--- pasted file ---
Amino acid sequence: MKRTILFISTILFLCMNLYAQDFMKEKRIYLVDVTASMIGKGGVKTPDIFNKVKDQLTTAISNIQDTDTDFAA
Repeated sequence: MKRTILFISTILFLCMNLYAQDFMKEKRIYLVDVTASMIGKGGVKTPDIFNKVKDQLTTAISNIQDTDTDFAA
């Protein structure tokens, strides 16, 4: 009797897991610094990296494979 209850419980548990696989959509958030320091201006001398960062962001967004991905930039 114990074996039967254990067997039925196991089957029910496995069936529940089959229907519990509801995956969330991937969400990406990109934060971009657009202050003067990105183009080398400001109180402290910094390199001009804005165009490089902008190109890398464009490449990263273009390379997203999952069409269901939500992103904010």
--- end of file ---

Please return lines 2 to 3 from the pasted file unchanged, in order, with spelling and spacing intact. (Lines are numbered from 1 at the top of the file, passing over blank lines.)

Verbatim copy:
Repeated sequence: MKRTILFISTILFLCMNLYAQDFMKEKRIYLVDVTASMIGKGGVKTPDIFNKVKDQLTTAISNIQDTDTDFAA
């Protein structure tokens, strides 16, 4: 009797897991610094990296494979 209850419980548990696989959509958030320091201006001398960062962001967004991905930039 114990074996039967254990067997039925196991089957029910496995069936529940089959229907519990509801995956969330991937969400990406990109934060971009657009202050003067990105183009080398400001109180402290910094390199001009804005165009490089902008190109890398464009490449990263273009390379997203999952069409269901939500992103904010």